The month of March marked the fifty-first anniversary of an official change in Australia’s view of itself. In an effort to ‘populate or perish’, the absolutely Right and unquestionably Honourable men who ran this country on 24 March, 1966 made a pragmatic, yet momentous, leap towards inclusion and cultural diversity. An illuminating discussion took place in the House of Representatives that led to the passing of the Migration ACT 1966, officially ending the White Australia policy.
Yet more than half a century later, Australia is still imagined as a white country, perpetuated in no small part by the stories we tell ourselves in our media, visual arts, performing arts, television and literature.
This old filter of whiteness through which Australia still sees itself is corrosive and dehumanising. It resulted in the first peoples being officially seen as flora and fauna, not human, until the 1967 referendum. It continues to result in an overwhelming whiteness in positions of power, whether in the public or private sectors, government, the education system, the arts or the media. It also results in kids like my son being told that the peach-pink pencil is the ‘skin-coloured’ pencil.
In such great and small ways, Indigenous people and immigrants, whose difference from the mainstream is marked by the colour of our skin and the shapes of our faces, are obliterated from the imagination of the country we love.
One way to resist and write back to this blinkered view of reality, to imagine ourselves into the Australian imaginary, is to seek out stories and tell stories that train the gaze upon ourselves. To do this is to take a selfie. Not just any selfie, but a literary selfie. More specifically, a literary selfie of the country. To do this is to embrace the primarily visual idea of the selfie as a way of reading, writing, and seeking literature, of valuing self-representation in literature. Literature as selfie manifests the ideas of ‘presencing’, of agency and of the literary retweet.
Selfie of a country
Three years ago, on 18 November, 2013, the Oxford English Dictionary named the term ‘selfie’ as Word of the Year. That same year, Michelle De Kretser’s novel Questions of Travel won Australia’s most prestigious literary prizes: the Miles Franklin, the Prime Minister’s Literary Award and the ALS Gold Medal. Reading Questions of Travel, I felt that the novel takes the primarily visual idea of the selfie and shepherds it into the literary sphere.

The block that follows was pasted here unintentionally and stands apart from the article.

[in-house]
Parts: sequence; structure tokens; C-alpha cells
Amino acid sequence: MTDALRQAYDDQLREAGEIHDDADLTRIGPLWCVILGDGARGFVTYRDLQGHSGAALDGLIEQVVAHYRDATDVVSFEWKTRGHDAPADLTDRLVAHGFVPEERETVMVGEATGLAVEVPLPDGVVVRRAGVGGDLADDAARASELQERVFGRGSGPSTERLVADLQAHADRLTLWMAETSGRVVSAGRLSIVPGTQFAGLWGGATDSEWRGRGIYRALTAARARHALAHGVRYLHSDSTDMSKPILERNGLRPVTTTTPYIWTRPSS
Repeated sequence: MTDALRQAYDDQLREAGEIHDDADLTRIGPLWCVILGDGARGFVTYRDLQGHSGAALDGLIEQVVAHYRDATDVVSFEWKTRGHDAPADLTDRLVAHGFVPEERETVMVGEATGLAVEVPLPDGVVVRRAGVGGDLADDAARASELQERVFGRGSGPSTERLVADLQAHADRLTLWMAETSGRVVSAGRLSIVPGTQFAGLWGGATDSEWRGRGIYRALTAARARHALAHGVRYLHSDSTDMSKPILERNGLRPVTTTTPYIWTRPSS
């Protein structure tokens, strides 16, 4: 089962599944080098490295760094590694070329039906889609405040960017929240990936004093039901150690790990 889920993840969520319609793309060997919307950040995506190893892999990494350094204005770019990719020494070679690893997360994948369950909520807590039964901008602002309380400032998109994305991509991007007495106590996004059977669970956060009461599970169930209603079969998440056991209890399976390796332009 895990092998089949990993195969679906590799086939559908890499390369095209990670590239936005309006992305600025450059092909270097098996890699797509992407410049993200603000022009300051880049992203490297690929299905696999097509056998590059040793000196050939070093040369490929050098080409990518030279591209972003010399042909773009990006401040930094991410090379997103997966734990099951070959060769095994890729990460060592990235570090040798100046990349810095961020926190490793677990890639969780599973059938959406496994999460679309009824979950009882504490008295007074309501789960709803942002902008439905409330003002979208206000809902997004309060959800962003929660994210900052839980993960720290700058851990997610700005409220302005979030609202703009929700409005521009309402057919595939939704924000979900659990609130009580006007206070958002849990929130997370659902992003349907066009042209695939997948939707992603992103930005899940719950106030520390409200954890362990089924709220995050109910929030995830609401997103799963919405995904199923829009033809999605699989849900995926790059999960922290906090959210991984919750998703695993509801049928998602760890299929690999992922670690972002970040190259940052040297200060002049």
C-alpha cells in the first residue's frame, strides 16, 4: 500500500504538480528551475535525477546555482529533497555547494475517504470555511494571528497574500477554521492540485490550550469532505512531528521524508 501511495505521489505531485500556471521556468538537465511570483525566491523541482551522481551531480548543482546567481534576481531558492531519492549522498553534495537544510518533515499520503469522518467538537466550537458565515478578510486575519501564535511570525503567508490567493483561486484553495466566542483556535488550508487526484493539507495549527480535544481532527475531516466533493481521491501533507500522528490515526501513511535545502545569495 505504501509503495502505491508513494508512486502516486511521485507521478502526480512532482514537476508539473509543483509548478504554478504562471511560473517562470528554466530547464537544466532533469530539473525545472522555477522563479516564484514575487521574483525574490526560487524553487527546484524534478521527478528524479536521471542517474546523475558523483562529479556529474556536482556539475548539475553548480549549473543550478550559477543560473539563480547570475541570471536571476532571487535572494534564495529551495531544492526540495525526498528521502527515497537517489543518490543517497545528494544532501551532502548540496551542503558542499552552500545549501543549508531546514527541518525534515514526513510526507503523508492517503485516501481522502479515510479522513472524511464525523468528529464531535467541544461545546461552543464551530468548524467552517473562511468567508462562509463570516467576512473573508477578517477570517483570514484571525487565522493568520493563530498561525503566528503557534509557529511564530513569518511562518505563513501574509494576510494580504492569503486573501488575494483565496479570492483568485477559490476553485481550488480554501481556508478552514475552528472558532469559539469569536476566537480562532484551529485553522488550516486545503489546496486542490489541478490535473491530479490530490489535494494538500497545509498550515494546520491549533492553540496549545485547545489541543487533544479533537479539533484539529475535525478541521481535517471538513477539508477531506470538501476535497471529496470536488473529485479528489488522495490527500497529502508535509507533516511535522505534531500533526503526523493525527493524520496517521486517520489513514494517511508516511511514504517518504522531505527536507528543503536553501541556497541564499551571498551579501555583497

It is not just a novel about travel or about Australia’s treatment of refugees, or the work of a ‘supreme stylist’, as De Kretser has been referred to. Although it is all of these things. But this book is a selfie: a selfie of a country. And like a selfie, it engages in ‘presencing’, in chronicling what it’s like to live in contemporary Australia. It is an Australian writer exerting agency in telling an Australian story, and in the process, historicising Australia’s connection not just with Europe, but with Asia: a region of which it is an undeniable part. In so doing, it enables and empowers others to ‘retweet’, to be inspired to represent ourselves in Australian stories instead of being represented by others.
Questions of Travel spans a period from the 1960s to 2004. It is structured around the lives of Laura, a white-Australian who has the privilege of travelling the world, and Ravi, a refugee from Sri Lanka who has travelled to Australia in starkly different circumstances. Each section cuts back and forth between Laura or Ravi’s lives in asymmetrical and layered, if not quite alternating, chapters. The whole book resonates with aspects of selfie culture. In one particular passage in the book this is most finely felt:
The way home lay past gardens that were gatherings of green decay. Rain might fall, caressing and warm, hardly different from the thick, damp heat that preceded it. Now and then a cloudburst encouraged delirium. Timetables and commuters were thrown into chaos, traffic lights blacked out, the broken bodies of umbrellas littered the streets. Sydney quite forgot that it was Western and efficient. It squinted over its brown back at Africa, at India; an old, old memory of wholeness stirred.
In this section, quite early on in the book, there is a sense of ‘presencing’ that provides a sensuous image of what it is to live in Australia, specifically in Sydney in the twenty-first century. The interactive technologies scholar Martin Gibbs and his colleagues use the term ‘presencing’, blending the words presence and sensing, in relation to selfies, ‘to signify presence, and to communicate an important context and affective situation to a wider social network.’
De Kretser’s work does not reify Australia, but engages in documenting, chronicling, witnessing: rain associated with heat, the inability of urban transport infrastructure to cope with the temperament of the elements and then the deliberate amnesia that brings about the narrowing of the eyes in recognition, across the particularly brown-skin-coloured expanse of a continent.
I will admit that in a literary space where I don’t often see the self-representation of people like myself, one reason I was drawn to this story is because of the teller of the tale. De Kretser is an Australian writer, having migrated here from Sri Lanka decades ago. I don’t intend to look at her work for ways to illuminate biographical experience. Rather, to use biographical detail to understand why I was drawn to the telling of the tale.